Thanks to a suite of registration and voting options, citizens in Colorado have greater access to the ballot box than most voters in other states:

  • §  ColoradoprovidesampleopportunitiesbeforeElectionDayforeligiblevoterstoregister through pre-registration for 16-year-olds, online voter registration, and automatic voter registration at motor vehicle offices, resulting in a registration rate of 90.057 of all eligible voters.
  • §  Colorado empowers voters to decide when and where they want to mark their ballots. Ballots are automatically mailed to active voters between 18-22 days before the election. Voters who register to vote within seven days of Election Day will receive their ballot in the mail. Voters have ample time to make their selections, giving them the opportunity to research issues and candidates, and may additionally vote wherever they choose.
  • §  Colorado provides convenient options to submit completed ballots, including: 24-hour drop-off boxes, vote centers (Denver County has a Mobile Vote Center as well), drive-through drop-off locations, or through USPS. Most voters choose to drop-off their voted ballot as opposed to mailing it back.
  • §  During a two-week period leading up to the day before the election, and on Election Day itself, eligible voters may both register and vote using Same Day Registration at any number of strategically-placed vote centers.

c. Colorado’s model is good for voters and administrators alike:

The new elections package not only provides voters with additional convenience and options for obtaining and casting ballots but also eases administration for elections workers:

§ Thanks in large part to the implementation of same-day registration, Colorado drastically reduced its use of provisional ballots by 98%, from 39,361 in 2010 to a mere 981 in 2014, the first election following enactment of the comprehensive elections package;8

7 See Election Performance Index for 2016 https://elections.mit.edu/#state-CO
8 Pew Trusts, “Colorado Voting Reforms: Early Results,” March 22, 2016, available at https://www.pewtrusts.org/en/research-and-analysis/issue-briefs/2016/03/colorado-voting-reforms- early-results

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  • §  Colorado’s vote-at-home option makes the entire process more convenient for voters: two-thirds of voters in 2014 chose to drop off their completed ballots in-person, and 80% dropped off their ballots within ten minutes9;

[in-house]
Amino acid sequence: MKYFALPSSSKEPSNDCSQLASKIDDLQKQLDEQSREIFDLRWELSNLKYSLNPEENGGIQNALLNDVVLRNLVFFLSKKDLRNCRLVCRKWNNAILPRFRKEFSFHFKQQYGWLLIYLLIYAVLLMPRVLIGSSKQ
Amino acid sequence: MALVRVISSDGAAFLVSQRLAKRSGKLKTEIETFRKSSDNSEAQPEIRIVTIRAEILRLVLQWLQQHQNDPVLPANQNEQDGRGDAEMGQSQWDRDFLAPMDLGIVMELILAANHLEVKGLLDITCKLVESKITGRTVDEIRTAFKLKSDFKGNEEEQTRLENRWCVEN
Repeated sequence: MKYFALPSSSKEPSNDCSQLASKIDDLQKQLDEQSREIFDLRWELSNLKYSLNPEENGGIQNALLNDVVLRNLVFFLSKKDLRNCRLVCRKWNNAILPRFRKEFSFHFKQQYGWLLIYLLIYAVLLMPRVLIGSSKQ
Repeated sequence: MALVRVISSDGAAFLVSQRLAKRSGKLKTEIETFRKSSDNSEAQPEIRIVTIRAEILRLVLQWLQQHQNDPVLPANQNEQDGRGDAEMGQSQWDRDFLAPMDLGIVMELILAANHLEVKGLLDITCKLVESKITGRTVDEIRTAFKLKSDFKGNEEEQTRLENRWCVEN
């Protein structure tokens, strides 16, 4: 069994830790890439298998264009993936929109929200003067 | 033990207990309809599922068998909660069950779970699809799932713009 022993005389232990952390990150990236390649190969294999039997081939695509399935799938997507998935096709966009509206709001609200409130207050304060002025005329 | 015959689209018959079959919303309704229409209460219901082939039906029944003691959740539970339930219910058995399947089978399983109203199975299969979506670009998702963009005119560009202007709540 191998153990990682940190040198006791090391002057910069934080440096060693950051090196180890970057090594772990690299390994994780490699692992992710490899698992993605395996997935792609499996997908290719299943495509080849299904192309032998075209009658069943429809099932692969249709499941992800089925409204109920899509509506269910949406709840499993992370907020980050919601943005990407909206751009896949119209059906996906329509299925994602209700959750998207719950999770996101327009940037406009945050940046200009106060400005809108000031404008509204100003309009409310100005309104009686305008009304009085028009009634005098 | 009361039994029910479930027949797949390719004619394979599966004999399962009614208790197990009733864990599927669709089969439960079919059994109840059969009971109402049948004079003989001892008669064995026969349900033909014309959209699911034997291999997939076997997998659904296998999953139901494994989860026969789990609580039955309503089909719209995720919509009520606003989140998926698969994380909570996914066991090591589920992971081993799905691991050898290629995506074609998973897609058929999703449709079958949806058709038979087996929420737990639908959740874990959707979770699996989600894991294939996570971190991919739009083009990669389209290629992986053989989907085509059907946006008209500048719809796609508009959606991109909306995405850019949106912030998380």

• §  Voters in Colorado like the process: 95% of those who used mail-in ballots were satisfied with the service, as were 96% of those who voted in-person. 10 Happier voters is an indication both that the election has been administrated properly and that administrators, in turn, will most likely have a better experience, too.A Model with Enhanced Options Leads to Better EngagementEven before passing the Voter Access and Modernized Elections Act of 2013, Colorado consistently boasted turnout rates higher than that of most states. In the first election following the law’s implementation, the state saw additional increases: a boost of three percentage points from 51.7% in the 2010 midterm election to 54.7% in 2014. Colorado benefited from another modest increase in the following presidential race:72.1%in2016,comparedwith71.1%in2012. To be sure, it slipped from the state with the third highest turnout in 2012 to the one with the fourth highest turnout in 2016, but the 2012 presidential election – given Obama’s historic candidacy – was unique for several reasons, prompting voters throughout the states to show up for the very first time.Implementation of reform in Colorado is still relatively nascent, but there’s good reason to believe that the elections package will continue to boost turnout and ease administration. As noted above, academics’ ranking of the state as second in the nation for having the lowest cost-of-voting index poises it for improved turnout with each successive election, potentially placing it as first in the country or neck-at-neck with Oregon sometime soon. This is possible because, since the report’s publication, Colorado has administratively adopted automatic voter registration, a reform that was already in place in Oregon at the time of the report’s findings. Automatic voter registration, as we saw in Oregon during the 2016 election, resulted in the registration of approximately 250,000 new voters, with close to 100,000 of those showing up at the polls.The Colorado Model: It Can Work Across the States